GARRETT COUNTY SKIES
By Dr. Bob Doyle, Frostburg State Planetarium
Venus Blossoms in Western Dusk, Jupiter in Southeastern Evening Sky, Spring starts
Early March – Oakland sunrises are about 6:50 a.m. while sunset times are about 6:15 p.m. There will be an abrupt change on March 8 when we set our clocks forward an hour, shifting sunrises to 7:40 p.m. and sunsets to 7:15 p.m. The moon is full on the evening of March 5, shining in front of the stars of Leo, rising in the East at sunset and staying visible till dawn. Venus is a beautiful sight in the southwest at dusk, brighter than any of the other planets and night stars. Her brilliance is due to her highly reflective clouds, large size (as big as Earth) and closeness to both the sun and Earth. Venus shines with a steady light, not twinkling as the stars. Venus is now setting about 8:40 p.m. (Standard Time), which will increase to 9:40 p.m. (Daylight Time). In the southeastern evening sky, Jupiter is also very bright, peaking in the South in the late evening. The moon and Jupiter appear close on the evening of March 2. The planet Saturn rises around Midnight in the southeast. In the southwestern dusk, Mars shines in Pisces, but is rather pale compared to Venus or Jupiter. Mercury can be seen low in the southeastern dawn, rising an hour ahead of the sun in early March.
Mid March– By March 11, the moon will have shifted into the morning sky, rising after midnight. On March 13, the morning moon will appear half full (like a backwards “D”) in the Southern dawn sky. The moon’s large craters can be seen with binoculars held steadily. Venus is glorious in the southwestern dusk, setting after 10 p.m. Jupiter peaks in the South about 10 p.m. Orion is prominent on March evenings, slowly drifting towards the West. To the left of Orion is Sirius, the night’s brightest star. The Big Dipper is high in the North, dumping its soup on the ground below. It’s two top stars make a line that points left to the North Star, a modest star about all sky objects seem to orbit. If you extend the handle of the Big Dipper, you come to a bright orange star named Arcturus, low in the East. On the late afternoon of March 20, the sun’s direct rays cross the equator, moving North. On this day, the sun rises due East and sets due West over much of the world. This occasion is the beginning of spring in the Northern Hemisphere. About three days earlier, there is a balance between daylight and night, 12 hours for each.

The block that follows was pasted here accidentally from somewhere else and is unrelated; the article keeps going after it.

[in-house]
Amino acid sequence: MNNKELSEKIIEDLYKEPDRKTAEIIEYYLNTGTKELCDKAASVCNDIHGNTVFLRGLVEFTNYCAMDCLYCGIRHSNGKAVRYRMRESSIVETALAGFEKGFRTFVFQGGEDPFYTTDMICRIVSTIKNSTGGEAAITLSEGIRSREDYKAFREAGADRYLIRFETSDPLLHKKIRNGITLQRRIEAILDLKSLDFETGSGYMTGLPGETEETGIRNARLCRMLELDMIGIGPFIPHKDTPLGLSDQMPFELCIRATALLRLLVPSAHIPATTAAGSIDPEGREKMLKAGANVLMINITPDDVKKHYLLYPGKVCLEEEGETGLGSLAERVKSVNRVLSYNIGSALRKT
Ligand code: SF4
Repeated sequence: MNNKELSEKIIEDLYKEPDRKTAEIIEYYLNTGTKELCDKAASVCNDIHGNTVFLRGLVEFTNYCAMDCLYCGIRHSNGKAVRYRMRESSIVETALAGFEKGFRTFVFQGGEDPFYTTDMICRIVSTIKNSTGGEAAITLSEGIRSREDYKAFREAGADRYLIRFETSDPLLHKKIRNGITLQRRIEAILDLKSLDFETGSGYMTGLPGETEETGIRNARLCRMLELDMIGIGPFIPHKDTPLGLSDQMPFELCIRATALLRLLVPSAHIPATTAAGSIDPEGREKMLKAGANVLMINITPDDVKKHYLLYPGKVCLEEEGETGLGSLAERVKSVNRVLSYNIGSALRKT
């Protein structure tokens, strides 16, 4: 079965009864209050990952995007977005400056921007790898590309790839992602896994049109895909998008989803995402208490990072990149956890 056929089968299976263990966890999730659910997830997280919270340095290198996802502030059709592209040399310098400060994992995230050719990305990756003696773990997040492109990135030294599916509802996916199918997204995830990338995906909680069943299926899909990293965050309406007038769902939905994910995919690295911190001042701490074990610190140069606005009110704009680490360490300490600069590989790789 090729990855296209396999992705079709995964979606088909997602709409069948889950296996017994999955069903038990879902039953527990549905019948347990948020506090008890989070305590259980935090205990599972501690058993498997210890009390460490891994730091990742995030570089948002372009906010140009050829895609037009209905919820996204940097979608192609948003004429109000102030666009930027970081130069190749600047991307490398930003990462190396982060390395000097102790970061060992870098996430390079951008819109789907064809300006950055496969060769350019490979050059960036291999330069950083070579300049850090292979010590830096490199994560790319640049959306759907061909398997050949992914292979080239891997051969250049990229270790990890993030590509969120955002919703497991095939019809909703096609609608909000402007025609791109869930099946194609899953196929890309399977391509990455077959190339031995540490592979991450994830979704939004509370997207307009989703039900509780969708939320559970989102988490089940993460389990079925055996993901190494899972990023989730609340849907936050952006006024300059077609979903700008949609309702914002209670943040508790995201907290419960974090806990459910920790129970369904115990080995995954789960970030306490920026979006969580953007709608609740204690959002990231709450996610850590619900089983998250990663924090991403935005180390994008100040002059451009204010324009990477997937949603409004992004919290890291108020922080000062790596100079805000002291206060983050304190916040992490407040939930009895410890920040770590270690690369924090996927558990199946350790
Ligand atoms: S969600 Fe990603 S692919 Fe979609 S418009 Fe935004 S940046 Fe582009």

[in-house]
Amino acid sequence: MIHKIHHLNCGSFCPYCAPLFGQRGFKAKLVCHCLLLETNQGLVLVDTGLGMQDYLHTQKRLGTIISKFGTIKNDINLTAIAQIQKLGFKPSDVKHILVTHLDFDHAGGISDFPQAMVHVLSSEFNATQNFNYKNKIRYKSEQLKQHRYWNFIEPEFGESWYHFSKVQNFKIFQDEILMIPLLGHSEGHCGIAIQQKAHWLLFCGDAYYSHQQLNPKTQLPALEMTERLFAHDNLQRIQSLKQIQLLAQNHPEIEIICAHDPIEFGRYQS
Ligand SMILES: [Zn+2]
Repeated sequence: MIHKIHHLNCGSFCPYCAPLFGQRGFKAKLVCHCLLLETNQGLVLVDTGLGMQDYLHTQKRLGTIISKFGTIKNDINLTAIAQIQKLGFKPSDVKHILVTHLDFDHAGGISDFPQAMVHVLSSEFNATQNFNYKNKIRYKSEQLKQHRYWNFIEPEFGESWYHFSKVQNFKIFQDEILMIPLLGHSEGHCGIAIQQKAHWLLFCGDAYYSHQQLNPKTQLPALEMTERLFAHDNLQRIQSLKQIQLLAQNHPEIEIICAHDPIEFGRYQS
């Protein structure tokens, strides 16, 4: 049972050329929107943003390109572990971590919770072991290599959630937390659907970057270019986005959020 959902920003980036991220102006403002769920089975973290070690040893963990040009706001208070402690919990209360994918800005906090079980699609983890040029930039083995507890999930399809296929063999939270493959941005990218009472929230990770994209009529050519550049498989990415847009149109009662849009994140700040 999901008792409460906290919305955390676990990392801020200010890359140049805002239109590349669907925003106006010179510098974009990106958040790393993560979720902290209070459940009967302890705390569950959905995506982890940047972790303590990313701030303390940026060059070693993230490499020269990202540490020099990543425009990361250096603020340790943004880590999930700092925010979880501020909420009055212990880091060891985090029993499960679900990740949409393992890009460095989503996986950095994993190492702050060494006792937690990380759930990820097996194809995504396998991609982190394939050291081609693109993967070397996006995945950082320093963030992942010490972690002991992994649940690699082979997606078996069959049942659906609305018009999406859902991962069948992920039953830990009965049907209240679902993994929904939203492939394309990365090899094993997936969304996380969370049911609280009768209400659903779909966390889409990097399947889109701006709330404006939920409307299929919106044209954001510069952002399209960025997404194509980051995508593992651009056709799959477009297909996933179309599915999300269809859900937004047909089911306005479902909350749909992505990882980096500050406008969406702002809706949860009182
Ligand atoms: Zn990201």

Late March – Around the start of spring, sunlight has its most rapid growth, with the sunrise falling back about 1.5 minutes earlier each day and the sunset about a minute later each day. The moon swings from the morning to the evening side of the sun on March 20. So a few days later, a crescent moon can be seen low in the western dusk. On March 22, the crescent moon will appear near the brilliant planet Venus. On March 26th, the evening moons will appear half full (like a letter ‘D’), offering the best views of the moon’s craters. Along the straight edge of the moon, the sun is rising, lighting up the crater rims and mountain peaks. For several days before March 26 and after, the moon is at its best for telescopic and binocular viewing. As March ends, the brilliant planet Venus is setting 3 hours after sunset. (then about 7:40 p.m.) The bright planet Jupiter is peaking in the South about 9:45 p.m.
Mach Planetarium Program in the CCIT building Room 186 – Each Sunday in March there will be a presentation “Heavenly Poetry” at 4 p.m. and 7 p.m. These presentations are free to the public. But food, drinks, snacks and gum are not allowed in the MLC. Late comers will not be admitted.